Getting To Poland :)

Posted by khushmita Sanghvi on Sep 18, 2017
6109 reads  
They say that joy is in the journey, and I would add that wisdom is in the journey too.

Last year, at Gandhi 3.0 retreat, Sheetal met Rev. Heng Sure for the first time. He shared an unexpected 10 minute car ride with him, which ended up being deeply transformative for him. Since then, he has been doing a bow every morning. He wrote to him:
"Your 10 minute dharma talk really lit a light bulb in me. If I remember correctly, you mentioned that bowing is about emptying the mind and purifying the heart. It is akin to opening and emptying the Pandora's box of emotions. I am glad you shared this as often times after a spiritual practice, I end up feeling worse off instead of blissful. Now all I need to do is "Sweep Clean" the inner junk. I've also been playing the anti-greed mantra aka I-Have-Enough on loop, in my head and heart. When you sang it live, the vibes and depth of the lyrics hit me like a truck in the chest. I was always attracted to the idea of growing in generosity, but never thought of it as a practice in overcoming greed."

Rev. Heng Sure similarly felt a connection to Sheetal. That ultimately led to both of us being invited to Poland, as a part of the "ServiceSpace delegation" (with others, including Audrey!). It feels like an honor to be among these group of cultivators, to spread love together -- in Poland!

To get there, though, we first needed a get a visa. And that was a journey of its own. :)

We first went to the Poland embassy website and it was rather confusing, so we enlisted a seasoned Visa consultant to prep our paperwork. Three weeks went by and no response. Later, we learned that they were now accepting new applications for 3 weeks due to some technical issues at their end. Once we finally applied last week, they sent us a reject letter stating "Justification for the purpose and conditions of the intended stay was not provided." This after we had submitted all our paid-for flight tickets and travel insurance, proof of our accommodations Krakow and Warsaw in along with letters of introduction from Rev Heng Sure and others.

Another monk, Jin Wei, then started helping us. It was incredible to see him in action. All the way from US, he kept calling the Bombay embassy on the hour. Then he tried Delhi embassy. Got through eventually, and they gave him a pointer to "go in person and take more documentation." That's what we ended up doing, but his persistence for this -- when we know he has million things to do -- was so touching. "In the phone menu, it said to press 1 for English and 2 for Polish. I would always press 2 since I want them to know that a Polish person is vouching for this," he told us. He was ready with more documents, had queued up lawyers in Poland and was even considering writing to the foreign minister of Poland! It seemed like extra-ordinary effort, but what became evident is that that is just how monks operate. Full effort, constantly.

Finally, we trek several hours to the Bombay embassy. Then we had to wait 5 hours for our 10 minute interview. At one point during the interview, things were getting tense since the two tough looking officers were unable to understand our situation and it looked like they may refuse the visa. They did not seem convinced as to what work we did in ServiceSpace and why we were invited by a California based DRBA to Poland! (Just imagine trying to explain how you are hosting an Awakin Circle in Warsaw Karma Kitchen in Krakow -- without any shared context!)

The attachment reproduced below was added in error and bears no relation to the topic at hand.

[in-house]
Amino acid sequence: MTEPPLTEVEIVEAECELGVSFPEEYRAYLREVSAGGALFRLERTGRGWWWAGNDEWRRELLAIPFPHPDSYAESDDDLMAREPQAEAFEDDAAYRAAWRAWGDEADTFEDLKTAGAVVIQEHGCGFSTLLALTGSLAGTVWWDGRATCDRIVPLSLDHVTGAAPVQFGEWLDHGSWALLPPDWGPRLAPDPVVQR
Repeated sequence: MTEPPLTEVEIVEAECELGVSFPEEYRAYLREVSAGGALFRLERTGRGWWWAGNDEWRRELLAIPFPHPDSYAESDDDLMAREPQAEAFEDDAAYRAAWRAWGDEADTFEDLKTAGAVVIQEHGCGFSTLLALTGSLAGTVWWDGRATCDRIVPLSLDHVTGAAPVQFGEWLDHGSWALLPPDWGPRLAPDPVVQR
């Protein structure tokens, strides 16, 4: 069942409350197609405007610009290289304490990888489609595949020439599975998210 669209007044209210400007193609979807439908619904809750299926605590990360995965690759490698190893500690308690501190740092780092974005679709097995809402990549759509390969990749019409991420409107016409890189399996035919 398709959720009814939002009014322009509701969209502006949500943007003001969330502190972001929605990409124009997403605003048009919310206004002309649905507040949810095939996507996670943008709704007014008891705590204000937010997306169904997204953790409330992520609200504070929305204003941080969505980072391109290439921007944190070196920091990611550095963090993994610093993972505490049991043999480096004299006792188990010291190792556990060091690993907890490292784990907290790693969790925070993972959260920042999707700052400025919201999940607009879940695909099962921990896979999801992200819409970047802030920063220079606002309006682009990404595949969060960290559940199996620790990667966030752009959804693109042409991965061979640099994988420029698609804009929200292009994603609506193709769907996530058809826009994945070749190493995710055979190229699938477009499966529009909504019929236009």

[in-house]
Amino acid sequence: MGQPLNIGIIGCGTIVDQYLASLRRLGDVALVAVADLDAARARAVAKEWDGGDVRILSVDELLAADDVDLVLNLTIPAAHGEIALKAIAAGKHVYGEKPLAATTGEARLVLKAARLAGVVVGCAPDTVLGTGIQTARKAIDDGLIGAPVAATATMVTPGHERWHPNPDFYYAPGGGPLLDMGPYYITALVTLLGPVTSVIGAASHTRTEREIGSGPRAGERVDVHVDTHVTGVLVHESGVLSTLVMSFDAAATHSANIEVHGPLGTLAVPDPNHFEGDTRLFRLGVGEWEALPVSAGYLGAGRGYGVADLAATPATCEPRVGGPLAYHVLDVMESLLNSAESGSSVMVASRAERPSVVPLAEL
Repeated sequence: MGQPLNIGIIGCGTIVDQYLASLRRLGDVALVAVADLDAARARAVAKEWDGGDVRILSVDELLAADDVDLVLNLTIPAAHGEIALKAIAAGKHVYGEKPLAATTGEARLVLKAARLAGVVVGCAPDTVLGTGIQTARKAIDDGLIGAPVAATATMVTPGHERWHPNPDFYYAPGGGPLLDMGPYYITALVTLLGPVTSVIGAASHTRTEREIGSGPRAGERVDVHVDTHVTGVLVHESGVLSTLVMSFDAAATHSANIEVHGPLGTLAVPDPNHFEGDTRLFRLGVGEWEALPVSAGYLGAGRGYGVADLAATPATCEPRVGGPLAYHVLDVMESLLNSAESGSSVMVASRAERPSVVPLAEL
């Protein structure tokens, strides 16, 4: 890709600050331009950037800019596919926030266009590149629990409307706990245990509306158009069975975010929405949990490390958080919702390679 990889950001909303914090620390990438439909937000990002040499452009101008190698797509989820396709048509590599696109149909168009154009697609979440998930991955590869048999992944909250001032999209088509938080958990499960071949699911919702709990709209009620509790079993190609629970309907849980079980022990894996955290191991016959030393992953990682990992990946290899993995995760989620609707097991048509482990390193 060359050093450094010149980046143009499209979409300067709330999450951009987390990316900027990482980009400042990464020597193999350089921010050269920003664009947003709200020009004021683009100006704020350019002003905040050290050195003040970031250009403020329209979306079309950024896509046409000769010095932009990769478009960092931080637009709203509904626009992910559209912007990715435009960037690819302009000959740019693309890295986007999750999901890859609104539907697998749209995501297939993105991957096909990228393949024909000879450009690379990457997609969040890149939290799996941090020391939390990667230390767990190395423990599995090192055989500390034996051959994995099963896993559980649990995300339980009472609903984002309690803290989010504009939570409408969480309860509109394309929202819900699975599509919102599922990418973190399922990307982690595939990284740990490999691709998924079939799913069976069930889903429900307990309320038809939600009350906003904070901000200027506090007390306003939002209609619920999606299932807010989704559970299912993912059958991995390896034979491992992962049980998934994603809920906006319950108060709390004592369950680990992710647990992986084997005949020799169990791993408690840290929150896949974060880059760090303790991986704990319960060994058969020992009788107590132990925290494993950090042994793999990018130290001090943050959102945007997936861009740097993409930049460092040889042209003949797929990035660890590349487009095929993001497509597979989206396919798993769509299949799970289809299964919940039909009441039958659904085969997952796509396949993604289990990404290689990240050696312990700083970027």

Just before we had stepped into this embassy, Jin Wei got on the phone with us to review our documents and overall approach. It was past midnight for him, but he wanted to be on the line, in case the visa officers needed more information. And ... this was the REALLY moving part -- he recited a few chants for blessing the visa officers and for our equanimity to accept whatever the outcome of the meeting might be! Namo Avalokiteshvara Bodhisattva. This journey is about the visa, but seems to be so much more.

So here we are in this tense moment, fresh with the vibes from the chant, and Sheetal suddenly remembered how 4 days ago, Jin Wei had joked maybe we could give our freshly printed Polish Smile Cards to the Visa officer!

So he did. Sheetal pulled out the first Smile Card and offered it to the officers and explained how we believe in doing small acts of kindness to create a better world.

Both the officers cracked a smile and said, "Actually we also believe in doing small acts of service, and that's why we had agreed to meet you. On paper, we were going to refuse your visa again, but decided to see you anyway."

We waited half an hour outside, as they came to their decision. And we got our visa!

As we left, we lovingly pinned a heart pin on the secretary, who was smiling wide and wished us well on our journey.

Underneath the 10 minute car ride with Rev. Heng Sure, underneath the 10 minutes at the Polish embassy, underndeath our 10 hour flight to Poland, is the goodwill and kindness of so many. That's what makes this journey a pilgrimage.

In couple days, we will be arriving in Poland -- with a lot more humility, surrender and equanimity as well as deeply enthused intention to serve the emergence.

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Comments (3)

  • Gayathri Ramachandran wrote ...

    Oh wow -- what a story! Reminds me to keep perspective for all the long-drawn visa interview experiences I've had in the past :D Safe travels and love for Poland trip!

  • Sahil Narula wrote ...

    Khush didi,

    Thank you so much for sharing this. The part where monk Jin Wei recited the Buddhist chants blessing the visa officer was really touching. Looking forward to hear more such stories. All the best for your Poland trip!

  • Joserra Gonzales wrote ...

    So grateful!!! And this is taking you to Spain hahahaha so goooood!